I love language and I love how language is alive, dynamic and changing and I also love and hate the problems of trying to express emerging norms in outdated language. I especially hate trying to fill in check boxes or having to quickly describe someone’s background!
Take for example the word refugee. While the refugee experience is how many people came, have come, and are coming to the US, that experience usually ceases to be the defining moment at some point and life continues on and a new phase emerges. While I was working in Clarkston, GA (the most diverse square mile in the US) the term New American emerged as a way to identify those who had come in as a refugee or immigrant but who were now well on their way to creating a new life as citizens in a new country. But it is often a mouthful to define New American in the context of casual speech. And then came the difficulty of identifying that part of the population of Clarkston who were not people coming in through the refugee experience or recent immigrants: “American-born” doesn’t work because many New Americans have children who are American-born but the immigrant experience is still unfolding. “Long-time American” is vague. “Native American” is just wrong unless you’re talking about the American continent’s indigenous populations. Just “American” is not specific enough. It’s challenging.
And that’s just one word.
Take the alphabet of LGBTQQIA (lesbian, gay, bisexual, transgender, queer, questioning, intersex, asexual.) By the way, I am mostly an ally in this work and so I do not presume to speak to or define anyone’s individual experience. The following is my own exploration and not prescriptive in any way. It is up to each person to identify the way they choose. (I, incidentally, choose to use “they” as the singular and plural pronoun as s/he and other combinations still reflect the binary.)
There is movement afoot to replace the alphabet with GSD – gender and sexual diversity – in order to honor and recognize the fluidity of the human experience rather than trying to assign a category for everyone. While GSD has entered the popular lexicon, it is generally not used in personal identification. I have friends and work with people who identify all over the map. Some prefer lesbian, some prefer queer. Some are highly offended by the use of queer. Some use queer as a verb to describe the variety of ways that individuals are challenging and transforming mainstream concepts. (Here’s a great blog that explores this concept.) Some use genderqueer or genderfluid. Others use transgender and yet others transsexual. Of the latter two, writes Susan Scutti, “All of these definitions are inexact and vary from person to person, yet each of them includes a sense of blending or alternating the binary concepts of masculinity and femininity.”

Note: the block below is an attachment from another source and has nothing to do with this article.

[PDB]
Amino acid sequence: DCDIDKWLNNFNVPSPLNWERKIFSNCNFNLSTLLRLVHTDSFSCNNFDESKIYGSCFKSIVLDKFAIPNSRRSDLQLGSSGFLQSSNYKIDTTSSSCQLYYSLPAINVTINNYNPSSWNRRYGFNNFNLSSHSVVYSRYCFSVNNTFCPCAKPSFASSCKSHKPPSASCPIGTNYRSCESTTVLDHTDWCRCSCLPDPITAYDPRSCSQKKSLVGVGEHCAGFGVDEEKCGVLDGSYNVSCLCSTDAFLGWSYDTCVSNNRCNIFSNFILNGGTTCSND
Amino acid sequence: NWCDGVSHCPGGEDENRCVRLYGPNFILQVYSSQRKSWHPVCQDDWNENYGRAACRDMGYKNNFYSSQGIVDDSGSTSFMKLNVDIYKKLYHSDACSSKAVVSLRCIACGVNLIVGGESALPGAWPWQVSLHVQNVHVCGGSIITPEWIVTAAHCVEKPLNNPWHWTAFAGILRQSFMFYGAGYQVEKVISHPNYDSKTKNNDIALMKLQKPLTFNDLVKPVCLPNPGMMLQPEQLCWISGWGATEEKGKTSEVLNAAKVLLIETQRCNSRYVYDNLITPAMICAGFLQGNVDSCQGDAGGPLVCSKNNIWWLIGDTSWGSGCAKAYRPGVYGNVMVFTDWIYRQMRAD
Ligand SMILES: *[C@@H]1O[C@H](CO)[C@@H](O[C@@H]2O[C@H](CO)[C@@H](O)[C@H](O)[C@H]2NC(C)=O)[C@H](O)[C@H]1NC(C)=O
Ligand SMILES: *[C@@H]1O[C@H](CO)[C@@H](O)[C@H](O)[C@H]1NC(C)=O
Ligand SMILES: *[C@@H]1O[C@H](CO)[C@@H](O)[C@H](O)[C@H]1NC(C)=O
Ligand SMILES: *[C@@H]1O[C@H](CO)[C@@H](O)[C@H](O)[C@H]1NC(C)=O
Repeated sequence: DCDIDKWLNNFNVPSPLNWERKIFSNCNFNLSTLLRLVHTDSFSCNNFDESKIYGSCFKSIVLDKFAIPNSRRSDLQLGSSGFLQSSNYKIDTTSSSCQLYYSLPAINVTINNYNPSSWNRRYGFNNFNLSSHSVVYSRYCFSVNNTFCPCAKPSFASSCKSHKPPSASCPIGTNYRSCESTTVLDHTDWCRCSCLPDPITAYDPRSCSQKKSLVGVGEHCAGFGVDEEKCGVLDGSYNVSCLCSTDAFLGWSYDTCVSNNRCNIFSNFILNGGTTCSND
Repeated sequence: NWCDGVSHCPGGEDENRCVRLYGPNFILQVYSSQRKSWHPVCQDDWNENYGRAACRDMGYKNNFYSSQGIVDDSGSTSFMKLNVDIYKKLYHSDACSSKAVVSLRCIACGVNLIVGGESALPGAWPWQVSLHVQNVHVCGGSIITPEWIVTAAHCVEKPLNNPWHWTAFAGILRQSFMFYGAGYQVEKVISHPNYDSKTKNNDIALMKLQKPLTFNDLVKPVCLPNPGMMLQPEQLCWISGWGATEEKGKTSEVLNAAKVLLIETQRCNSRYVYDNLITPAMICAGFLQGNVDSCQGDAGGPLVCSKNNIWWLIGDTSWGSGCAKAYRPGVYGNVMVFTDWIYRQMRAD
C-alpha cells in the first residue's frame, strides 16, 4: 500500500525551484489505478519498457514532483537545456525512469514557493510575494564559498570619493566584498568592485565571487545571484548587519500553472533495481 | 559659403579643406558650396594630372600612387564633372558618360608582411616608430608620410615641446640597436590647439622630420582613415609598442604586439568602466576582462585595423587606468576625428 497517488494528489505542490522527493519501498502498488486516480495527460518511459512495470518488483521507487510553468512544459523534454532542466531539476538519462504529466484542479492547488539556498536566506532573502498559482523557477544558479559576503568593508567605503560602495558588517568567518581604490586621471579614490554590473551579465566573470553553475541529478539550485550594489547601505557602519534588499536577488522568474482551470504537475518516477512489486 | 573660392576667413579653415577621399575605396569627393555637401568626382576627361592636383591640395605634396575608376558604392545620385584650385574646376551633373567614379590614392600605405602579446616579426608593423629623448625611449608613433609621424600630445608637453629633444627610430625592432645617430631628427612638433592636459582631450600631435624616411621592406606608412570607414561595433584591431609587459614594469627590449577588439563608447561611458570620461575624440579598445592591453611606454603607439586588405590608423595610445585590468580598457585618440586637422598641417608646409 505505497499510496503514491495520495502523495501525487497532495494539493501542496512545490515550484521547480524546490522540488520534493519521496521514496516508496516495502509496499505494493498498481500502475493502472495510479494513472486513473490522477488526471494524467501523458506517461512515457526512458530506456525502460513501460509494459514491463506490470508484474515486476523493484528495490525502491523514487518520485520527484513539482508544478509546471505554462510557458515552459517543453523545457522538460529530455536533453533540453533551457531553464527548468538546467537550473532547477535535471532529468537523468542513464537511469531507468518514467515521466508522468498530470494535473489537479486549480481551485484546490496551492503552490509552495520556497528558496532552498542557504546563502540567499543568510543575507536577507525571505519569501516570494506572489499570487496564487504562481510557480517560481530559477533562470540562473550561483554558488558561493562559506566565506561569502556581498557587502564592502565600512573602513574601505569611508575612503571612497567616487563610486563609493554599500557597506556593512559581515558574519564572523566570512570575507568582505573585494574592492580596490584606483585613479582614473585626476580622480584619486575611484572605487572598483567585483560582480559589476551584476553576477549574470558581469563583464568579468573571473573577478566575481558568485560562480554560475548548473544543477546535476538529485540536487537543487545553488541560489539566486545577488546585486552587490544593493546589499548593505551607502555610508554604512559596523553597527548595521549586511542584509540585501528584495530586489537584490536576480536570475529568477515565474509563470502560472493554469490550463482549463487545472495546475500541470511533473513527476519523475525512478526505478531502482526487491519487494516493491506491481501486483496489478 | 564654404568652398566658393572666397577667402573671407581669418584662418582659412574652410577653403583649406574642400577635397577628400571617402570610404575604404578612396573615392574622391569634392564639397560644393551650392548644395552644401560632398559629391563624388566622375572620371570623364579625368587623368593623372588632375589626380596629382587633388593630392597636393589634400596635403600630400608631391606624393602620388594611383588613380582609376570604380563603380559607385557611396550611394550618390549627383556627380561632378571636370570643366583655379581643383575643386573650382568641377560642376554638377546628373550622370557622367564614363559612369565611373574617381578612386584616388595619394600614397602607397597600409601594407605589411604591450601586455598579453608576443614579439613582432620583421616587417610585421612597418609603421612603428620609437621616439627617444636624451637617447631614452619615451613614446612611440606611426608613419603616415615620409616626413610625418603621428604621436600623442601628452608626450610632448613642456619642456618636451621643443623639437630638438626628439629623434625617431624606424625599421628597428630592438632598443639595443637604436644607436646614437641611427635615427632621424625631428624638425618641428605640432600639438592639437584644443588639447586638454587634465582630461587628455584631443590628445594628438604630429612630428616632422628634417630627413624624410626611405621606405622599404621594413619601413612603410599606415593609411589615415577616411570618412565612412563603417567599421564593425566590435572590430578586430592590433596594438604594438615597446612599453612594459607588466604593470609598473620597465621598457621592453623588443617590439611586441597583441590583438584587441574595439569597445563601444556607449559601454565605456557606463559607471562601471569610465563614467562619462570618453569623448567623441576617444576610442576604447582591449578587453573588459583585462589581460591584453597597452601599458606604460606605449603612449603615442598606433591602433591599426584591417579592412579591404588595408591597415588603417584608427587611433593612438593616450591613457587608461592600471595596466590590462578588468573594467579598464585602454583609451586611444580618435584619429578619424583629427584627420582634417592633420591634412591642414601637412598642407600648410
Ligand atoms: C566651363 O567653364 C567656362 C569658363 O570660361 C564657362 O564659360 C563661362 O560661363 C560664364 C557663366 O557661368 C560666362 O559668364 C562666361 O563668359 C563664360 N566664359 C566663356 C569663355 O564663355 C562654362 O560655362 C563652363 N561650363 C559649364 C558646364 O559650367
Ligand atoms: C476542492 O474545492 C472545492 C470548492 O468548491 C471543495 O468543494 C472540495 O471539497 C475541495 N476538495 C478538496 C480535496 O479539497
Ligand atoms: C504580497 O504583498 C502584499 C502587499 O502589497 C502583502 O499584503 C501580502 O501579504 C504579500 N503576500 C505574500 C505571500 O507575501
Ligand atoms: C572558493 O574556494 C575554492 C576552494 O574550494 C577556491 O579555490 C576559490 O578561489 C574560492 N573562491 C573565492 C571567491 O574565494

Along with the individual identification comes the choice of pronouns. He, she, they, ze and many others. Language and understanding of gender fluidity is changing so fast that it is hard to keep up. That’s OK – you don’t have to be an expert – you just have to be vaguely aware and respectful. And while it used to be the norm to ask for “preferred pronouns” now it’s just pronouns. This article from the NY Times is one of many that explores the changing world of gender pronouns
A good habit is to switch up your pronoun usage and explore your own use of gender binary words and just develop new muscles. It’s also interesting to ask yourself what expectations of gender roles are bound up in your own expression of the gender binary.
And then there’s language around race and ethnicity. Black, African-American, White, European-American, Latina/o/x, person of color and so on. I personally don’t like White to describe my background but it is definitely a part of my privilege to be white whether I identify with that or not. I prefer European background or Anglo but even that is limiting as not all of my heritage is contained within that. Caucasian is too limiting though Merriam Webster basically says “Get over it!” regarding those limitations!
I asked a Black friend what he preferred, Black or African-American and he told me it didn’t matter, the terms were oppressor terms that were externally imposed. Some people care, some don’t.
I understand why people scream about language having to be so PC and really, it comes down to whether or not you care enough about another person’s experience that you will take the time to figure out how they identify and express their own story. It’s also an opportunity to expand perspective. The other day I was facilitating a fairly diverse group of people and I realized that, in my explanation of the importance of listening to each other, that I had totally put Whiteness and heterosexuality in the center of perspective. I said “Some people have never met a person of color. Some people have never met a gay person.” What I did there was assume implicitly that the people at the center of the story of “some people” were White straight people. So I caught myself, said explicitly what I had done, and recast the sentence and said “Some people have never met a person of a race or ethnicity different from their own. Some people have never met people with sexual or gender orientation different from their own.”
It’s subtle but important. When you rarely see or hear yourself represented in everyday language, these small things matter. I know that as a woman when I hear something different from just “he” used for very pronoun, it matters to me. When I hear synagogue included in faith-based lists, it matters to me.
Challenge yourself. Try talking without using he or she. Ask people what words they use to describe themselves. Try using words that break binaries and gender roles – and not just when you’re with a non-binary person. Life is more expansive and language more fun when you play with it. And one of the best places to explore is around the boxes that impose limitations on the human experience.